Old LA Diorama

Old LA Diorama, Natural History Museum - Los Angeles, California

Old LA Diorama, Natural History Museum – Los Angeles, California

This is another display in the “Becoming Los Angeles” exhibit that I mentioned yesterday. This picture gives the scope of this diorama, and the picture below shows some of the details. What you can tell is how modest the city of Los Angeles was about 90 years ago. The tall white tower towards the center is city hall, which is still around today.

Old LA Diorama, Natural History Museum - Los Angeles, California

I’m guessing most people prefer the wildlife dioramas. But not me. Perhaps because of my interest in architecture and cities, I just love these kinds of displays. I spend a good deal of time looking at it.

I think most of us underestimate the amount of change in big cities. Los Angeles in the 1930s looks like a backwater compared to New York City. Yes, New York is still bigger now, but the gap is a lot less. Forty years ago, Austin was a small college town. There were only a handful of modern skyscrapers. The boom in the 1980s and after the 2000s has utterly transformed downtown. The suburban sprawl now stretches far and wide.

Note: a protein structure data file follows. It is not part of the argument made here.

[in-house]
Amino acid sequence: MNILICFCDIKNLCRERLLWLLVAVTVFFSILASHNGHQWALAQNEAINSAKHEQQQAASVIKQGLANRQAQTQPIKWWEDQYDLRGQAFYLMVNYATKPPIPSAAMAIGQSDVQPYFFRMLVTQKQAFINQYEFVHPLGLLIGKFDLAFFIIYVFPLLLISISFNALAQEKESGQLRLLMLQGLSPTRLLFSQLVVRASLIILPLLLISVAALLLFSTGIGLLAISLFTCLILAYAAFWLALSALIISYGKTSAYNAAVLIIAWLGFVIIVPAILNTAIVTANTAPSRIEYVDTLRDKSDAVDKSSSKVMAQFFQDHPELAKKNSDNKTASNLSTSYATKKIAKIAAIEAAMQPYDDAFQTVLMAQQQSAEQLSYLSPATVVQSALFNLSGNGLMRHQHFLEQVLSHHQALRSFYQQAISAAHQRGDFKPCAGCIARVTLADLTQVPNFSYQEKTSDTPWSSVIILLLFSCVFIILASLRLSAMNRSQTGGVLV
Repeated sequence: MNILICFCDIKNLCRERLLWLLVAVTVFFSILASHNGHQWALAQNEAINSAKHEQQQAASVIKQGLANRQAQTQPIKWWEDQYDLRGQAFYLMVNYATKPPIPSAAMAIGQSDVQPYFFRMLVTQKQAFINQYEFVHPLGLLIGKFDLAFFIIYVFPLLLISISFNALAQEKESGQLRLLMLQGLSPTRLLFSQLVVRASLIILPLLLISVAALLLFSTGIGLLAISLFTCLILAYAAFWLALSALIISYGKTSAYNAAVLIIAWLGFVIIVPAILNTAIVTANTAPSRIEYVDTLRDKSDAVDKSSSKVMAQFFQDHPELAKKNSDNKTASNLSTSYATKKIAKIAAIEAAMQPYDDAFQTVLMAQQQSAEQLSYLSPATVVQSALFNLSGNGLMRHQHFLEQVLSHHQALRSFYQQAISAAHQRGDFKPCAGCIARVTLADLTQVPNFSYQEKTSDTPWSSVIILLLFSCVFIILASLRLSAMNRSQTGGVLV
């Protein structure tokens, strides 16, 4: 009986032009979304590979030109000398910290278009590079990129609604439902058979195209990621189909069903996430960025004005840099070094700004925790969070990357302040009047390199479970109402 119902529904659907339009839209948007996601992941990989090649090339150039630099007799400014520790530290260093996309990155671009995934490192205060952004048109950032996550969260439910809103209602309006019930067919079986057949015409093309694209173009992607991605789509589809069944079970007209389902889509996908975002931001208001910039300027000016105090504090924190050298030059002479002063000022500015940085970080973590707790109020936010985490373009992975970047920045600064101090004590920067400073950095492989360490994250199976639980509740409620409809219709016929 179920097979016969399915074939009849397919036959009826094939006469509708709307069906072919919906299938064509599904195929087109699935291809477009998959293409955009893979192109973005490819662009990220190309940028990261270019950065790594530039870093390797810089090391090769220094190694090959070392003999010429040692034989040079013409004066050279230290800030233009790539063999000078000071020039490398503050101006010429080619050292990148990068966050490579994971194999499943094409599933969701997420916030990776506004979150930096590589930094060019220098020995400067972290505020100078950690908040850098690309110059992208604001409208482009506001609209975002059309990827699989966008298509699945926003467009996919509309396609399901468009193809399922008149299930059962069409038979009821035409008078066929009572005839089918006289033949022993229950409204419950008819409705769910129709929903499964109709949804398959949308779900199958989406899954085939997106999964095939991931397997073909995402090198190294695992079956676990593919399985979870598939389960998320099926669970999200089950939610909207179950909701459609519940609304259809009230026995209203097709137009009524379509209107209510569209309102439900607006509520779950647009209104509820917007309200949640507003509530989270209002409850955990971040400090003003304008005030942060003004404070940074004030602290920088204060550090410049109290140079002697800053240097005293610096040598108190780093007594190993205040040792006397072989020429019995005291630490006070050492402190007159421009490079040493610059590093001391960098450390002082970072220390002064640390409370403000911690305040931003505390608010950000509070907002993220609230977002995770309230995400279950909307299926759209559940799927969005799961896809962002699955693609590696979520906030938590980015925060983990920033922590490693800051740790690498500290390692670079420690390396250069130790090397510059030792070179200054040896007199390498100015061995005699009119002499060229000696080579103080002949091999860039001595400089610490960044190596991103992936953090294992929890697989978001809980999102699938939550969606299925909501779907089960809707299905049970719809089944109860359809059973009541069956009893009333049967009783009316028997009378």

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4 thoughts on “Old LA Diorama

  1. Looks like the diorama reflects LA after Standard Oil wiped out the streetcars and other passenger rail service. I wonder how the city would have developed if things had gone the other way.

    1. I think the diorama isn’t detailed enough to show them. I don’t remember the exact date of the diorama, but I think it’s from the 1930s.

      Doing some research, it appears the last of the LA trollies where removed in 1963. Though many of the lines where converted to buses in the 1940s and 1950s.

      It’s too bad they were removed.

      Here’s an article on the conspiracy theory of GM/Oil interests killing the trollies.

      1. Thanks for the reference to the Curbed article. Just goes to show how history can vary depending the perspective of the historian, I guess. My wife completed a master’s degree in public administration at the University of San Francisco in the late 1990s. At that time, what may now considered urban myth was seen as fact. Times change, viewpoints shift.

      2. Who knows if the Curbed article is correct too. Interesting looking at history and the interpretations of it.

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